One of the strongest points Buick makes is in regard to how Lewis’s blackness has impeded on her valid assessment as an artist. Buick delves into what she calls the “Negro Problem” of art history (32). She argues an assessment of a black artist is tautological, meaning black artists fall into a pattern of redundancy. One basis of art history is the “maintenance of an uninflected, normalized notion of ‘whiteness’”, a specific white framework that has been engrained into the idea of good art (32). This causes black artists to “affirm and replicate” their difference as ‘blackness’, not as a way to react against this framework, but simply because they do not fit into it (32). Because they are forced in a position of blackness, a black artist is only seen as their identity. The purpose of their art is not important, as the tautological state of a black artist means their work is only their race. Buick brings this back to Lewis when looking at how art historian David C. Driskell interpreted her art. In 1976, Driskell claimed Lewis felt the need to use racial themes because she wanted to show the hatred her father’s race endured. Driskell dismisses the various work Lewis did by putting it under a racial theme umbrella as well as makes up an idea about Lewis’s relationship with her father and race that was never shown in primary evidence. In response Buick states, “It is as if racism were the only experience that shaped her identity and thus the only force that inspired her art” (33). Buick illuminates the tautology of Lewis’s identity makes her art only ‘blackness’. She continues stating that perspectives like Driskell’s make Lewis a “perpetual outsider” to white culture, and therefore good art (33). In opposition to Driskell and the popular stance he stands for, Buick provides a perspective of agency for Lewis. Rather than racial tautology, Lewis’s work sprang from a “negotiated identity” of race, gender, and America itself (35). Her art was more than self-portraiture, but a combination of the various communities she was involved in, and a contribution to the American art scene of her time.

Buick builds on her assessment of the problem of blackness in art history by looking at another artist of the late 19th century, Robert Duncanson. Duncanson, a landscapist, and Lewis are both subject to essentialism in interpretations of their work. Joseph D. Ketner, one of Duncanson’s biographers, claimed that the artist appropriated the landscape to his cultural identity and used it to communicate. In short, Ketner argues the rocks, trees, and other aspects of a Duncanson landscape were the artist’s “metaphors for emancipation and an essential blackness” and a way to communicate art to the African American community (36). There is no evidence that Duncanson intended his landscapes to be interpreted this way. While Duncanson’s work has been reinterpreted by other art historians for what it is, (a landscape), Lewis’s hasn’t. The distinction between the two artists is Lewis provides the black (and Indian) subject in her sculptures, unlike Duncanson, and has therefore always been subject to the essentialism Ketner used against Duncanson. Her work is inherently tautological; the only interpretation art historians present is a racial one. Buick exposes the tautology of race in evaluations of Lewis as an artist, and continues to expand the racial lens to include a Native American one.

An area that could have been explored further in Child of Fire is Lewis’s identity as a woman. Buick also fails to expose how women and women of color’s art has been interpreted in the same way she does for artists of color. A few arguments surrounding gender were made, most specifically with regard to Lewis’s representation of Native American women. Buick notes that Lewis, with her depiction of the story of Hiawatha, attempted to sculpt an ethnographically correct Native American for the first time in recorded art history (132). Up until Lewis, depictions of Indian women had been whitewashed or shown in submissive positions to white males. In the Victorian period, this subtle move broke ground into “who could and could not be considered a woman” in the culture and art (132). However, there Buick ends her discussion on Lewis as a gendered figure. Since the structure of the book was set up with one chapter focused on Lewis as a black subject and two chapters on her as a Native American subject, I suggest that another chapter would have been beneficial. Another chapter could address what it means for Lewis to be assessed as a woman, her time living in Rome with an expat group of gender and sexual fluid women, or her status within racial communities as a woman. A chapter on Lewis’s gender ideology would have answered questions I still have for Buick. Although Buick includes gender focused authors, spending more time in her analysis of Lewis and bringing in feminist art historians such as Linda Nochlin could have balanced intersectionality of Mary Edmonia Lewis.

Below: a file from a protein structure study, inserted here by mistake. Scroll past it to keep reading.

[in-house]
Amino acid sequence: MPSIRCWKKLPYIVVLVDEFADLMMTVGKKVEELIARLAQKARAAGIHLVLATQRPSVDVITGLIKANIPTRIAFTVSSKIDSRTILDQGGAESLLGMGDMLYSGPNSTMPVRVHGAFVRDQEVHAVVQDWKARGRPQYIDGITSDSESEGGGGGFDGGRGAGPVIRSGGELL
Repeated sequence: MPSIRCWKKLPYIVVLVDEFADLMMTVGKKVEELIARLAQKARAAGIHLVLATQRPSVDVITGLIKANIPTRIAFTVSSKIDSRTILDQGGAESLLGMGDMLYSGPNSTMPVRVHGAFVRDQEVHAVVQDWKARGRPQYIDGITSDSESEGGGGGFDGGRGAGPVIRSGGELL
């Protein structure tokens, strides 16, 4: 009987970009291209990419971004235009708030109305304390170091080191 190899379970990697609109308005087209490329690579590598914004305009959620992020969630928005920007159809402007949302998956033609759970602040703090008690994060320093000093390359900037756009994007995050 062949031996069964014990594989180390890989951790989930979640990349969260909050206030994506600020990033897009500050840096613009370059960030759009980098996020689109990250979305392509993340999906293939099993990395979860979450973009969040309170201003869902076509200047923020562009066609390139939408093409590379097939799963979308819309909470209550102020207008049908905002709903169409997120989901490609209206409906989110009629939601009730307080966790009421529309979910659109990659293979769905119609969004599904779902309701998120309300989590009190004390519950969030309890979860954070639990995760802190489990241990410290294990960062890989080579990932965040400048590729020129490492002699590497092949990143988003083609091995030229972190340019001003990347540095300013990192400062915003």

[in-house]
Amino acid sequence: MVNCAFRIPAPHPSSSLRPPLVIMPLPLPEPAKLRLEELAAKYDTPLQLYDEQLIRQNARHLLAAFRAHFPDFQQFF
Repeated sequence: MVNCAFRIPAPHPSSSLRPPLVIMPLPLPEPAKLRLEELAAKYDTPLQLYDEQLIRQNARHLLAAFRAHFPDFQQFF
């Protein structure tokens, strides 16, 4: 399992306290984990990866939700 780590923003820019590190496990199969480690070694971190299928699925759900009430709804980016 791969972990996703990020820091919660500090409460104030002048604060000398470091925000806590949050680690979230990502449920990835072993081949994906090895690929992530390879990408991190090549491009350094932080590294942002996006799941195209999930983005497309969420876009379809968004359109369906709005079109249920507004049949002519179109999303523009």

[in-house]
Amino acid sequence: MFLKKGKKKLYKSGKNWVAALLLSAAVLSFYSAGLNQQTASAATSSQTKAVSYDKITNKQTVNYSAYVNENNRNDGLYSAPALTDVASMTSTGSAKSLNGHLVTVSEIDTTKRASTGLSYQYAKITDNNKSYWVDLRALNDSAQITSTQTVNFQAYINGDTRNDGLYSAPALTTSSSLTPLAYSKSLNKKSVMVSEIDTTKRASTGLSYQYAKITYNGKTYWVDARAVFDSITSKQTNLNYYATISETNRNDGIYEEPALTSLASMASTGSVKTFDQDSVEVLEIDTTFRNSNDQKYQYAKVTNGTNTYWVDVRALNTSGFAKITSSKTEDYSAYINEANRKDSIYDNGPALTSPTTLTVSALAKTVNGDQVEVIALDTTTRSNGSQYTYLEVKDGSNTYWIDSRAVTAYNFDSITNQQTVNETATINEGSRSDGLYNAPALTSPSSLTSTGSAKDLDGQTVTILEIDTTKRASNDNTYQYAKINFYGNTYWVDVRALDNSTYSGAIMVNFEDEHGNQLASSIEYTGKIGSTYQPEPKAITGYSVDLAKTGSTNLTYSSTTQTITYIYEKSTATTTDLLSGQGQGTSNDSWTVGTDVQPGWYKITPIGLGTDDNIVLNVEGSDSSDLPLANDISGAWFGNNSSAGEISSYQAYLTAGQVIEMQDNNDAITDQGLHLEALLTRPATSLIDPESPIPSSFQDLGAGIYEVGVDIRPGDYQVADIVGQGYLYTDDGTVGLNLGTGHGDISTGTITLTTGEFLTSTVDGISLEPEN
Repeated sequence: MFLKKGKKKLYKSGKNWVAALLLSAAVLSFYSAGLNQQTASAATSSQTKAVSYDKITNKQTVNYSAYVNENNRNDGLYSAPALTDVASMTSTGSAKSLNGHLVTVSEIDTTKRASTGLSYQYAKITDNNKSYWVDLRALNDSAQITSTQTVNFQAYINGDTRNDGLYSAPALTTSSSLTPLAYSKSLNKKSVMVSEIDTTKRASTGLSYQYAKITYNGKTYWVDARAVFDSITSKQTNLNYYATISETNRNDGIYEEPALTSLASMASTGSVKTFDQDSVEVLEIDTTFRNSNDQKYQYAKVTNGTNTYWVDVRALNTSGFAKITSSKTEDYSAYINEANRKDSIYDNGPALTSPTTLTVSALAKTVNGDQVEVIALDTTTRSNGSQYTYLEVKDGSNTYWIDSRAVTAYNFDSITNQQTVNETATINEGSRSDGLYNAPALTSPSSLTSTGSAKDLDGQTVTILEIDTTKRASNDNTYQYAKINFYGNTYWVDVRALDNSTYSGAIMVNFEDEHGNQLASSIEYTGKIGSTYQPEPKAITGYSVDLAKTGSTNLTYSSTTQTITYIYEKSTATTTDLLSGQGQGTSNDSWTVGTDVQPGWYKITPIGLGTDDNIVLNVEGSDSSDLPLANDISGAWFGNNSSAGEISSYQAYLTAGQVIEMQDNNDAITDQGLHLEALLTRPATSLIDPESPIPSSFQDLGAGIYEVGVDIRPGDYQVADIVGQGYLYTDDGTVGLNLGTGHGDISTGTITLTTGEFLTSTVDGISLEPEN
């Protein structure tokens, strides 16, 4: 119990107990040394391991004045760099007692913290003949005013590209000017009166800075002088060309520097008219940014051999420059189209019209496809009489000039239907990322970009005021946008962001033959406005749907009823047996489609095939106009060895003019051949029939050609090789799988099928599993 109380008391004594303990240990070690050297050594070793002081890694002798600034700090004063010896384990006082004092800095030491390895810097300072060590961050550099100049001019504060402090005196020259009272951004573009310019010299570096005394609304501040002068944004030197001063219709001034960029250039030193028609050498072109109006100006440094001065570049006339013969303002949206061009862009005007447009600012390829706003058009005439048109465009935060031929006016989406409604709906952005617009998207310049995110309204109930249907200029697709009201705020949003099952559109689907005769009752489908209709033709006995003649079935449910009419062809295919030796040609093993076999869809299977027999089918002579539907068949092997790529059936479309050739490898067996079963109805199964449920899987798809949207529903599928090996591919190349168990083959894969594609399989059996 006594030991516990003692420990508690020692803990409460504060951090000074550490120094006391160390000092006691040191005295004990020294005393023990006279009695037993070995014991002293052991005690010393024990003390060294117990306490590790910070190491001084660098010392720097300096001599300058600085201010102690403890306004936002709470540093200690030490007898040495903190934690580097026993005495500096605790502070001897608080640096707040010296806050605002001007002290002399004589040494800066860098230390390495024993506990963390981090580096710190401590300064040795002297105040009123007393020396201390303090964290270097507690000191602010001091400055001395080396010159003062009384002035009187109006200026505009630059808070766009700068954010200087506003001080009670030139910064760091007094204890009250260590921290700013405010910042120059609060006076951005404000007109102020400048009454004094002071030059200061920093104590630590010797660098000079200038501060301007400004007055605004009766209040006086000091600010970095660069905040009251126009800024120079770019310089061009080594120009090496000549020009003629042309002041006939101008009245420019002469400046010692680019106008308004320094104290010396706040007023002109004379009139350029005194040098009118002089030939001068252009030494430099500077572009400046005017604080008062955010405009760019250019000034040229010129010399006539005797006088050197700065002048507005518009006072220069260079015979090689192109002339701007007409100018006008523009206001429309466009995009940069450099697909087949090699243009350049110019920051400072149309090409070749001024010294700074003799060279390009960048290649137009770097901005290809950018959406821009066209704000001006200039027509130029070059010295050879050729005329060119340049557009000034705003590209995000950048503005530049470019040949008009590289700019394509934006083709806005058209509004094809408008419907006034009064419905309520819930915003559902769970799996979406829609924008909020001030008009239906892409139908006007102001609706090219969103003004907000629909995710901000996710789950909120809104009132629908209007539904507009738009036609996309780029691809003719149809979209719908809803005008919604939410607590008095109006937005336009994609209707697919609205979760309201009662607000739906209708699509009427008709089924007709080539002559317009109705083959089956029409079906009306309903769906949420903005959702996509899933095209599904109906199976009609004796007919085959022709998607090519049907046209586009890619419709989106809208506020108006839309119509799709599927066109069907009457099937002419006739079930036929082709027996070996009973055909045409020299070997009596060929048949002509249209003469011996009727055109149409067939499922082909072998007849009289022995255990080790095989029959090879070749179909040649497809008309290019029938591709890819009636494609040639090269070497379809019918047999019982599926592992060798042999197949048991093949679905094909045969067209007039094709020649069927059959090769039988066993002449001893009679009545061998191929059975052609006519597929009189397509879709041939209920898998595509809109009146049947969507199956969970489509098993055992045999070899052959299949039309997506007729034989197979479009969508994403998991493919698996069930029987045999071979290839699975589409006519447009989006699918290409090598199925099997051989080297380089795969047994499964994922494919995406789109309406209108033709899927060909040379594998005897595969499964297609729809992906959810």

Child of Fire is at the forefront of progression in art history. For too long the field has been dominated by white males in many ways. There have been few full investigations into artists of different ideologies, and of those assessments most have reduced the artist to a race or gender. Kirsten Pai Buick breaks new ground with her study of Mary Edmonia Lewis. Buick not only evaluates Lewis through her career and not her ideological story, but lays down evidence of the reduction of Lewis’s career by past art historians, and takes on the problems surrounding non-white, non-male artists in art history. This book provides an excellent example for those in the field of what it means to reexamine the artists of history, acknowledge greats of the past, but move forward with artists of different gender and race in a productive way.



Buick, Kirsten Pai. Child of the Fire: Mary Edmonia Lewis and the Problem of Art History’s Black and Indian Subject. Duke University Press, 2010.

“Kirsten Buick.” University of New Mexico: Faculty. Accessed October 24, 2016.